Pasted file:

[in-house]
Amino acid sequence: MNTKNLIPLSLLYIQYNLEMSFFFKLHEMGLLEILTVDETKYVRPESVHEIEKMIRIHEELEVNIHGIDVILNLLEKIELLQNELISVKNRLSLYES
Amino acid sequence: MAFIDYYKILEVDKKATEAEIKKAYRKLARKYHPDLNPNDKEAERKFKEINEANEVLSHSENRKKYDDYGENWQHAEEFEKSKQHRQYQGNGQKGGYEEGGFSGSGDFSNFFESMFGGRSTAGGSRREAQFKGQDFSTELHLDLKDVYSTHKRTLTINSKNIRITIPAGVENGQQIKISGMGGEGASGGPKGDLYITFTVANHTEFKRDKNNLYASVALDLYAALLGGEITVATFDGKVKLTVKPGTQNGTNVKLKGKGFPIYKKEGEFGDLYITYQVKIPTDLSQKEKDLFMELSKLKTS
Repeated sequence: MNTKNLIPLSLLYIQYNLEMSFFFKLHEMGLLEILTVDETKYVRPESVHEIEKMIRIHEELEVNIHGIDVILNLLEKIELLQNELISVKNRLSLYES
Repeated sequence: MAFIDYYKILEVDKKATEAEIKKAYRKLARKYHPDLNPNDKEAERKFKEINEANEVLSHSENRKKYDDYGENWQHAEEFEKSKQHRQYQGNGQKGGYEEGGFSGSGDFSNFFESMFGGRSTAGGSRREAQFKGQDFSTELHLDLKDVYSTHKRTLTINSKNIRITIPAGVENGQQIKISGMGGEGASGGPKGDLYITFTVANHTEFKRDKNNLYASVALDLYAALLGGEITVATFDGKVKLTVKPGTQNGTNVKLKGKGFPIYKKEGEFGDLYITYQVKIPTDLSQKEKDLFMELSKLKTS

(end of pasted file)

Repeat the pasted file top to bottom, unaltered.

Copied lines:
[in-house]
Amino acid sequence: MNTKNLIPLSLLYIQYNLEMSFFFKLHEMGLLEILTVDETKYVRPESVHEIEKMIRIHEELEVNIHGIDVILNLLEKIELLQNELISVKNRLSLYES
Amino acid sequence: MAFIDYYKILEVDKKATEAEIKKAYRKLARKYHPDLNPNDKEAERKFKEINEANEVLSHSENRKKYDDYGENWQHAEEFEKSKQHRQYQGNGQKGGYEEGGFSGSGDFSNFFESMFGGRSTAGGSRREAQFKGQDFSTELHLDLKDVYSTHKRTLTINSKNIRITIPAGVENGQQIKISGMGGEGASGGPKGDLYITFTVANHTEFKRDKNNLYASVALDLYAALLGGEITVATFDGKVKLTVKPGTQNGTNVKLKGKGFPIYKKEGEFGDLYITYQVKIPTDLSQKEKDLFMELSKLKTS
Repeated sequence: MNTKNLIPLSLLYIQYNLEMSFFFKLHEMGLLEILTVDETKYVRPESVHEIEKMIRIHEELEVNIHGIDVILNLLEKIELLQNELISVKNRLSLYES
Repeated sequence: MAFIDYYKILEVDKKATEAEIKKAYRKLARKYHPDLNPNDKEAERKFKEINEANEVLSHSENRKKYDDYGENWQHAEEFEKSKQHRQYQGNGQKGGYEEGGFSGSGDFSNFFESMFGGRSTAGGSRREAQFKGQDFSTELHLDLKDVYSTHKRTLTINSKNIRITIPAGVENGQQIKISGMGGEGASGGPKGDLYITFTVANHTEFKRDKNNLYASVALDLYAALLGGEITVATFDGKVKLTVKPGTQNGTNVKLKGKGFPIYKKEGEFGDLYITYQVKIPTDLSQKEKDLFMELSKLKTS